Why this matters is that the tired story of the con-man getting busted is completely thrown out the window. It may very well still be in play, but the idea of it being the sole focus is doubtful, and may not be a focus at all. Reigen’s use of Mob may not be solely for the sake of duping rich customers into buying his bags of table salt, and somewhere along the line he actually began to care about the kid. Despite using Mob for his exploitative schemes, Reigen gives him a strict rule of not ever using his powers against living people. Hence, a lot of humor and drama comes from the fact that, despite being blessed with amazing psychic powers, he hardly uses them and doesn’t show off. In early episodes, this lends more to the side of humor, where people are stupified about his gross under-usage of his powers, but it takes a dramatic turn later on. Recent episodes have had Mob’s use of his powers become more and more liberal, completely going against what Reigen said. Through some sort of unexplained aspect, Reigen knows how dangerous Mob can be if he really wanted to be. And even though he could easily milk Mob for all he’s worth by exploiting his full set of powers, he doesn’t do that.
Teacher-like characters are always a tough subject to nail, especially when the teacher is a fraud. The only type of plot that even fits that description is the one where they get exposed and everyone hates them, but then they apologize and then no one hates them. Again, it might still happen, but Reigen’s sympathy keeps the plot from getting stale. It also aids itself in making Reigen a more likable character, and his mistakes are less of a hoodlum getting what he deserves and more of a humorous scam that just went awry. It always helps to have characters that genuinely care, which is why con-man characters, despite being enjoyable to watch because of their wit, are much harder to perfect in the long run. Eventually the wit gets old and tired, and their supplementary backstories feel weak and tacked on. To put it simply, con-man characters start great but can self-destruct at the drop of a hat.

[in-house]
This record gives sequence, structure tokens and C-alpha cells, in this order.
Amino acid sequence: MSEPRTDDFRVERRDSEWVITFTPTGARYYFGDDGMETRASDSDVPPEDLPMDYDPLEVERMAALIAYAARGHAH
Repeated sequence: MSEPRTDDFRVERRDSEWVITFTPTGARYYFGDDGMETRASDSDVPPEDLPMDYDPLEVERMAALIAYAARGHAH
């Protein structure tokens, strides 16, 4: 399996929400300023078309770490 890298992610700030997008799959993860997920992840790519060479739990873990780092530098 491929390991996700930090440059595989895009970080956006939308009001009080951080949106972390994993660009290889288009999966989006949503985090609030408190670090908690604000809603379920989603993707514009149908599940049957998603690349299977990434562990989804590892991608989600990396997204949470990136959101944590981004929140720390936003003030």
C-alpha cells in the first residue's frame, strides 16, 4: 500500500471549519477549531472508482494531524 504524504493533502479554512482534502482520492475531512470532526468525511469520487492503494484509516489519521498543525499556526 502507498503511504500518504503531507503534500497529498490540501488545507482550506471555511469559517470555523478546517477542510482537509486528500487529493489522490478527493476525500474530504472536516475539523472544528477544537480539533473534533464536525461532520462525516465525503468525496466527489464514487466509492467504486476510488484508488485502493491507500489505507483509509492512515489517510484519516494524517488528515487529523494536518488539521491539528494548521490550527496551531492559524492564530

Reigen’s unique insight, in the face of an overwhelming possible goldmine, is something that isn’t seen too often. Yes, he’s not much of a role model and he still uses people’s gullibility to make a living, despite having quite a repertoire of other skills he could put to use, but his blatant strictness and concern for Mob is genuine. A con-man who hasn’t taken the quickest dollar is one who still has a soul, and Reigen’s watchfulness over Mob and his teenage quirks is less of taking care of merchandise and more of caring for a student. His unique charisma has a place in this strange show for strange characters, and his teacher-like aura is stronger than meets the eye. Just make sure you don’t take everything he says to heart.